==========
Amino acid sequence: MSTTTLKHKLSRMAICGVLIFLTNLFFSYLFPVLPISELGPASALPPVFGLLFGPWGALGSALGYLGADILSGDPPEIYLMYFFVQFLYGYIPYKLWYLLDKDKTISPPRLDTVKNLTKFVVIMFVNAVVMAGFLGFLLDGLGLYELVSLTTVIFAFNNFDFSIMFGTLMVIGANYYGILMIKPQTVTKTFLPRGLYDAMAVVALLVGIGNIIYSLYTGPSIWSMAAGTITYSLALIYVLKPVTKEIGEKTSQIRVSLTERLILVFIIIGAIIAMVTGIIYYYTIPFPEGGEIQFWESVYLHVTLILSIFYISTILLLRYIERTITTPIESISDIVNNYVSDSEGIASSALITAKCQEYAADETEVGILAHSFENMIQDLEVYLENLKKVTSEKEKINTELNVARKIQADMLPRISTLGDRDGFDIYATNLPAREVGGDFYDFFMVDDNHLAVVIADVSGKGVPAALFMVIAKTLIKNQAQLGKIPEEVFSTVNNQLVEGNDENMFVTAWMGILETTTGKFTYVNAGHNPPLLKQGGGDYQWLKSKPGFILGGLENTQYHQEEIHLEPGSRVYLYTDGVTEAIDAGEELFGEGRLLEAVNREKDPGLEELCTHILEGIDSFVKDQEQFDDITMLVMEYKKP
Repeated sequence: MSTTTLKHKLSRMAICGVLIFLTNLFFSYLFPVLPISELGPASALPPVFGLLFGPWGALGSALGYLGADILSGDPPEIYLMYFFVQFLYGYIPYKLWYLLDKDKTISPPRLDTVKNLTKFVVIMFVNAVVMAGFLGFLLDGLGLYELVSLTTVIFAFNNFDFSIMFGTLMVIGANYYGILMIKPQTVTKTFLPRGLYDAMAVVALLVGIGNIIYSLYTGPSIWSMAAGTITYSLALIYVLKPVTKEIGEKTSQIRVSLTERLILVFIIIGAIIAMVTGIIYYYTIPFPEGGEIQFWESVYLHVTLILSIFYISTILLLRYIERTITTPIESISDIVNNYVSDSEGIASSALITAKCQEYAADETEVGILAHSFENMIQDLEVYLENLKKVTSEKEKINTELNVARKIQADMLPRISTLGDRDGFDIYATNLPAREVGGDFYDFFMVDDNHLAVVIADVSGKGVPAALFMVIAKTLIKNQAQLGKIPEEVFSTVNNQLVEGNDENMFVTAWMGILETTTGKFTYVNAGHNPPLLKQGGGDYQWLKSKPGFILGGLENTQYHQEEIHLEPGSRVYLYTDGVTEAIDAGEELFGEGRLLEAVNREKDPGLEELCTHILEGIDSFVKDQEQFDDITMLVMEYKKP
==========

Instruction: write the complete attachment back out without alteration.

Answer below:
Amino acid sequence: MSTTTLKHKLSRMAICGVLIFLTNLFFSYLFPVLPISELGPASALPPVFGLLFGPWGALGSALGYLGADILSGDPPEIYLMYFFVQFLYGYIPYKLWYLLDKDKTISPPRLDTVKNLTKFVVIMFVNAVVMAGFLGFLLDGLGLYELVSLTTVIFAFNNFDFSIMFGTLMVIGANYYGILMIKPQTVTKTFLPRGLYDAMAVVALLVGIGNIIYSLYTGPSIWSMAAGTITYSLALIYVLKPVTKEIGEKTSQIRVSLTERLILVFIIIGAIIAMVTGIIYYYTIPFPEGGEIQFWESVYLHVTLILSIFYISTILLLRYIERTITTPIESISDIVNNYVSDSEGIASSALITAKCQEYAADETEVGILAHSFENMIQDLEVYLENLKKVTSEKEKINTELNVARKIQADMLPRISTLGDRDGFDIYATNLPAREVGGDFYDFFMVDDNHLAVVIADVSGKGVPAALFMVIAKTLIKNQAQLGKIPEEVFSTVNNQLVEGNDENMFVTAWMGILETTTGKFTYVNAGHNPPLLKQGGGDYQWLKSKPGFILGGLENTQYHQEEIHLEPGSRVYLYTDGVTEAIDAGEELFGEGRLLEAVNREKDPGLEELCTHILEGIDSFVKDQEQFDDITMLVMEYKKP
Repeated sequence: MSTTTLKHKLSRMAICGVLIFLTNLFFSYLFPVLPISELGPASALPPVFGLLFGPWGALGSALGYLGADILSGDPPEIYLMYFFVQFLYGYIPYKLWYLLDKDKTISPPRLDTVKNLTKFVVIMFVNAVVMAGFLGFLLDGLGLYELVSLTTVIFAFNNFDFSIMFGTLMVIGANYYGILMIKPQTVTKTFLPRGLYDAMAVVALLVGIGNIIYSLYTGPSIWSMAAGTITYSLALIYVLKPVTKEIGEKTSQIRVSLTERLILVFIIIGAIIAMVTGIIYYYTIPFPEGGEIQFWESVYLHVTLILSIFYISTILLLRYIERTITTPIESISDIVNNYVSDSEGIASSALITAKCQEYAADETEVGILAHSFENMIQDLEVYLENLKKVTSEKEKINTELNVARKIQADMLPRISTLGDRDGFDIYATNLPAREVGGDFYDFFMVDDNHLAVVIADVSGKGVPAALFMVIAKTLIKNQAQLGKIPEEVFSTVNNQLVEGNDENMFVTAWMGILETTTGKFTYVNAGHNPPLLKQGGGDYQWLKSKPGFILGGLENTQYHQEEIHLEPGSRVYLYTDGVTEAIDAGEELFGEGRLLEAVNREKDPGLEELCTHILEGIDSFVKDQEQFDDITMLVMEYKKP